You need 4 diodes, two for each pair of switches. Both pair of switches will be wired identically.

Here is the circuit for one pair of switches.

DZ2500 Diode Derail Two Switches

The Diodes allow the Isolated Rails to ground both switches Yellow Wires as a train passes on either loop. But, importantly, the Diodes prevent the state of the Yellow Wire of one switch in the pair from grounding the Yellow Wire of the other switch.

In your present situation, if you tie the Yellow Wires of the paired switches together, when you throw one switch to divert, its Yellow wire wants to go High, but the other switch still being in thru, its Yellow Wire is at Low Voltage, pulling the diverted switches Yellow wire low, forcing the diverted switch back to thru. The two Diodes prevent each Yellow wire from pulling the other switches Yellow wire low === only allowing the Isolated rails to pull the Yellow Wires Low to go back to thru position.

BTW - If you connected a Momentary Contact Switch between 1) the wire connecting Isolated Rails and Diodes and 2) track ground, then depressing this Momentary Contact Switch would also force both switches to thru, just like the Isolated Rails.

EDIT: BTW -  If you are the inquisitive type and want to demonstrate the DZ2500s' operation that is giving you the problem, before you wire my suggested solution, have the two Yellow wires disconnected from each other. Set one switch of the pair to Thru, the other switch to Divert. Using your voltmeter on DC, measure the Thru switch Yellow wire and see the 0.9V. Measure the Diverted switch Yellow wire, and see that it is at 5V. Now if you jumper the two Yellow wires together, the Thru switch's 0.9V will pull down the Diverted switch's 5V, causing the Diverted switch to go to its Thru state. As stated earlier, the Diodes prevent this interaction.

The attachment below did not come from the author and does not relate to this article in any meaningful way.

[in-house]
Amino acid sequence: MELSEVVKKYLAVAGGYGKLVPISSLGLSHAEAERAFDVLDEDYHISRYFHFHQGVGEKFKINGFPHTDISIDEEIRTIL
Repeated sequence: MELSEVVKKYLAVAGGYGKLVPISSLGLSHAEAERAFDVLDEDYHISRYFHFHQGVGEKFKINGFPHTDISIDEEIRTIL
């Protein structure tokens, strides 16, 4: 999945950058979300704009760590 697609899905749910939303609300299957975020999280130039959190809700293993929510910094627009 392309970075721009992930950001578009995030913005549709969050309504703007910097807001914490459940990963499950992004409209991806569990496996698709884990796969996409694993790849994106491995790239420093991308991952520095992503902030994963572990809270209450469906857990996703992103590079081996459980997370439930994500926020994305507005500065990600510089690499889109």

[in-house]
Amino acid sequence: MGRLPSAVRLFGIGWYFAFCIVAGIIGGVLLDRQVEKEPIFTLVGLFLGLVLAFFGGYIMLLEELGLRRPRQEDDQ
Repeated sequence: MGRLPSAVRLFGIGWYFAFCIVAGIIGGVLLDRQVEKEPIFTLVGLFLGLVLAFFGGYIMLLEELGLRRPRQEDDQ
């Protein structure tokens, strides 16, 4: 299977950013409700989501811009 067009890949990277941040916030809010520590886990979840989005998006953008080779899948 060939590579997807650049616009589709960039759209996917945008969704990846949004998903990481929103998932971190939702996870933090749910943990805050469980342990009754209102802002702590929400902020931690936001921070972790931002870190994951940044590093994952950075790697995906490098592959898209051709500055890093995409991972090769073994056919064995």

Images (1)
  • DZ2500 Diode Derail Two Switches
Last edited by MED

There will be very little current flowing thru the Diode, so a current rating of 100ma or more is more than ample. I use 1N914 diodes and have the overkill 1N4001 just because I needed a diode and it was what I had on hand at the moment.

The two diodes I mentioned are available in axial lead packages which is what I use and this package is depicted in the drawing below.

Diode Physicla and Schematic

BTW - I mention the following for your consideration so that when you obtain diodes, you may want to buy enough to cover you whole layout. Z-Stuff for Trains recommends a diode be placed between each the DZ2500's derail wires and the isolated rails. So you go DZ2500 Yellow wire to unbanded end of diode, then from banded end of diode to isolated rail - just like you will do for your crossover. Repeat for the Red wire. This recommendation is to protect the DZ2500's inputs in the case of a derailment in which the derailing engine/car shorts the center rail to the isolated rail. The DZ2500 creates its +5VDC supply, and the components used in the DZ2500 can not tolerate having the center rail voltage as high as a possible +31V peak from the transformer. Don't worry how the +31 can be there, just know it can be there. The diode blocks the peak voltage from getting to the DZ2500's inputs. Note: you only would use diodes when using derail function to isolated rail.


Images (1)
  • Diode Physicla and Schematic

Thank you again for your help. I do have another area with the same configuration of turnouts which I haven't gotten to yet so I will need diodes. I just ordered 100 diodes from DigiKey for $4.78 + shipping. I don't know when they'll arrive and I'll be away this coming week so I won't be working on the railroad for a while. When I do get back to my layout I'll let you know how I made out. Thanks again for your help.


Hello again, I finally got back to the turnouts. I installed the diodes. Everything works fine until a train needs to use the non-derail feature. All the turnouts return to the straight thru position. Also when a train is on the inner loop I cannot throw the turnout to the divergent route. As the train crosses onto the isolated rails the turnouts return to straight through, there is no way to exit the inner loop. Any other suggestions? I've checked and rechecked my wiring and  isolated rails several times.